I followed the instructions and somehow managed to successfully do it, but then I had no idea how I’d done it. I couldn’t feel it but then I got irrationally terrified it’d be stuck inside me forever and so I took it out after 2 hours when the recommended amount of time is four. I’ve got much more comfortable with wearing them now and they’re sometimes a necessity if my period is particularly bad.
The Thailand Incident
Over the last 3 years, I’ve been getting really bad cramps. Some have been so bad that I had to go home from school because I could barely stand up. One of the worst times was in the summer of when I was 16, when I went to Thailand.
We’d gone shopping with some of my stepmother’s friends and gone out for dinner afterwards. I felt really off and I ached but it wasn’t as bad as it could have been. As we were walking around and the sky got darker and darker, I started slowly to get more exhausted and then the pain started. When this happens, I feel so sick that I utterly lose control of my emotions.
I don’t remember much but I do know that I tried to curl up on the ground at one point and I could barely walk. I was crying, I think, and everything was blurring around me so that I didn’t know where I was. Eventually we got home but I still had no idea what was going on and it felt like something was scooping my insides out with a fork. Since then, it’s only been that bad once. On that occasion, I’d got 5 hours of sleep, hadn’t eaten for 18 hours and was so exhausted that it was the closest I ever got to utterly passing out.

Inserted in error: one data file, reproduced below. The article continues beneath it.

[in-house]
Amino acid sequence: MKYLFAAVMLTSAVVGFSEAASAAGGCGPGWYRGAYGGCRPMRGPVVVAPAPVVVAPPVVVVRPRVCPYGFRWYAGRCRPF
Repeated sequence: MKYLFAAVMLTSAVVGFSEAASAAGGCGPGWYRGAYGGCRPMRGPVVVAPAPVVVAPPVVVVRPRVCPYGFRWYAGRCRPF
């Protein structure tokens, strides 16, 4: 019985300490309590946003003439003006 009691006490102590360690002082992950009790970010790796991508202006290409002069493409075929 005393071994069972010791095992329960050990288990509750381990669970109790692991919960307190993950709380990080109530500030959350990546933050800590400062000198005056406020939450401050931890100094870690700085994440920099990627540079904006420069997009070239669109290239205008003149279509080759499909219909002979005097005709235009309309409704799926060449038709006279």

The Crying Incidents
This isn’t a specific incident but a culmination of many. Usually 3 days before my period, the beautiful and kind PMS starts. Mine involves becoming a complete bitch, exhibiting far too much emotion and, well, crying.
I snap at my family, shut down a lot or go to the other extreme and start telling everyone how upset I feel for no good reason. If I think I’m bad now, with a long time to go before my period, it’s nothing compared to how irritating I get a few days before. I feel so sorry for my friends sometimes although what’s good about them is that regardless of whether they get periods or not, they’re so understanding.
There you have it – 4 of my “Period stories”! I hope you ejoyed them and cringed as much as I did.
how you can get involved
If this inspired you, or if Ash’s post did, there are some things you can do to get involved.
You can sign the petition which calls on the government to give those who receive free school meals to also receive free sanitary products.
You can get involved on social media using the hashtag #ThePeriodParty so that anyone – whether they have a blog or not – has a chance to hear about this campaign.
You could start talking about it offline, to people you know from school or work, so that talking about periods can be done everywhere – not just on the Internet.
Anyone can do this – any age, any gender, any period experience – this is about open discussion and spreading awareness.
I’d like to take a moment to thank Ash for being so proactive and using her thoughtful, creative personality to make a true difference. I’m so incredibly proud of her, what she’s done and what she will do. It’s up to us to spread this message and I, for one, will be doing everything I can to help those who need it.
From Elm 🙂